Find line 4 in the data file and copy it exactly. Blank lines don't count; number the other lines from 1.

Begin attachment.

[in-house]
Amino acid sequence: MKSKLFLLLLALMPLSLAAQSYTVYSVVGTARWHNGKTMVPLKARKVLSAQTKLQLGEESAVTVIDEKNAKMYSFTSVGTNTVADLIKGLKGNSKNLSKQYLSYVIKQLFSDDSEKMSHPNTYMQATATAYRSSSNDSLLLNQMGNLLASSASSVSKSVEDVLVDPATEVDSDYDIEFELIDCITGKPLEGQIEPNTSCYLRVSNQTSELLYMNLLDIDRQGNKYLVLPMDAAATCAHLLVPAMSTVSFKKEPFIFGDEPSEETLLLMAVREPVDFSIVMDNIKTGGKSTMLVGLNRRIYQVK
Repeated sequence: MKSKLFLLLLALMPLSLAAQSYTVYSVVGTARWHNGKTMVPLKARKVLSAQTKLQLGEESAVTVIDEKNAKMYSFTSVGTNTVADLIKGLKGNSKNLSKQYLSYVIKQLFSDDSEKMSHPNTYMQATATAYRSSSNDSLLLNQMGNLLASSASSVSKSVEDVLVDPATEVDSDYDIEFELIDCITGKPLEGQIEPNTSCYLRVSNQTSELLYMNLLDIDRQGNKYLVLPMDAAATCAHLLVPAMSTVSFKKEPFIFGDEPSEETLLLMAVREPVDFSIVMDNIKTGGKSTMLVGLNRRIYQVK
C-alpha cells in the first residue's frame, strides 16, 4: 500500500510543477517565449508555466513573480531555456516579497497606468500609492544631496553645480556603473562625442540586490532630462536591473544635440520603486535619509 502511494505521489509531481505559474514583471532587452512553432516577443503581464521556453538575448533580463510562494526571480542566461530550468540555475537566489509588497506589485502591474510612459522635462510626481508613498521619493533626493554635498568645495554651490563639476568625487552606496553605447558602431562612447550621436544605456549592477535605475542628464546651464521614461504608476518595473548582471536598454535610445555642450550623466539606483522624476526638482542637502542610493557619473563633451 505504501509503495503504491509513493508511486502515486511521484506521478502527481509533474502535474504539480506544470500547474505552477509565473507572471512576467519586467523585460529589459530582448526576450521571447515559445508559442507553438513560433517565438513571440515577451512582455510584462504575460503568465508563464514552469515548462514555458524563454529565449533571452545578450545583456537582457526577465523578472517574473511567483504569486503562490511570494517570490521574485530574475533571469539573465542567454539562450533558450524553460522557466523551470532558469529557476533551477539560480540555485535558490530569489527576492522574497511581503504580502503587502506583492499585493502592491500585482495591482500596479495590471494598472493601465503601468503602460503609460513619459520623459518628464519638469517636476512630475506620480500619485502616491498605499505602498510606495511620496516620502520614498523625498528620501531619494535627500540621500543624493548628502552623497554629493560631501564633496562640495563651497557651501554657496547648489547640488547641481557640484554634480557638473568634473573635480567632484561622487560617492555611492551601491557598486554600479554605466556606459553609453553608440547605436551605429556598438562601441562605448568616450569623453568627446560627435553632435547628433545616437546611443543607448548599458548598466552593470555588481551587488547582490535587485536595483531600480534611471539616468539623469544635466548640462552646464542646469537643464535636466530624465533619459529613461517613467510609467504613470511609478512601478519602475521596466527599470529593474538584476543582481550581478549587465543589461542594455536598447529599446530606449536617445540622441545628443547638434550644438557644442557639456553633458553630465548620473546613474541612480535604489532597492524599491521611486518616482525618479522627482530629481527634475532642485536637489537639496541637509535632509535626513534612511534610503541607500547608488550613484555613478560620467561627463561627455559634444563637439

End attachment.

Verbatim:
C-alpha cells in the first residue's frame, strides 16, 4: 500500500510543477517565449508555466513573480531555456516579497497606468500609492544631496553645480556603473562625442540586490532630462536591473544635440520603486535619509 502511494505521489509531481505559474514583471532587452512553432516577443503581464521556453538575448533580463510562494526571480542566461530550468540555475537566489509588497506589485502591474510612459522635462510626481508613498521619493533626493554635498568645495554651490563639476568625487552606496553605447558602431562612447550621436544605456549592477535605475542628464546651464521614461504608476518595473548582471536598454535610445555642450550623466539606483522624476526638482542637502542610493557619473563633451 505504501509503495503504491509513493508511486502515486511521484506521478502527481509533474502535474504539480506544470500547474505552477509565473507572471512576467519586467523585460529589459530582448526576450521571447515559445508559442507553438513560433517565438513571440515577451512582455510584462504575460503568465508563464514552469515548462514555458524563454529565449533571452545578450545583456537582457526577465523578472517574473511567483504569486503562490511570494517570490521574485530574475533571469539573465542567454539562450533558450524553460522557466523551470532558469529557476533551477539560480540555485535558490530569489527576492522574497511581503504580502503587502506583492499585493502592491500585482495591482500596479495590471494598472493601465503601468503602460503609460513619459520623459518628464519638469517636476512630475506620480500619485502616491498605499505602498510606495511620496516620502520614498523625498528620501531619494535627500540621500543624493548628502552623497554629493560631501564633496562640495563651497557651501554657496547648489547640488547641481557640484554634480557638473568634473573635480567632484561622487560617492555611492551601491557598486554600479554605466556606459553609453553608440547605436551605429556598438562601441562605448568616450569623453568627446560627435553632435547628433545616437546611443543607448548599458548598466552593470555588481551587488547582490535587485536595483531600480534611471539616468539623469544635466548640462552646464542646469537643464535636466530624465533619459529613461517613467510609467504613470511609478512601478519602475521596466527599470529593474538584476543582481550581478549587465543589461542594455536598447529599446530606449536617445540622441545628443547638434550644438557644442557639456553633458553630465548620473546613474541612480535604489532597492524599491521611486518616482525618479522627482530629481527634475532642485536637489537639496541637509535632509535626513534612511534610503541607500547608488550613484555613478560620467561627463561627455559634444563637439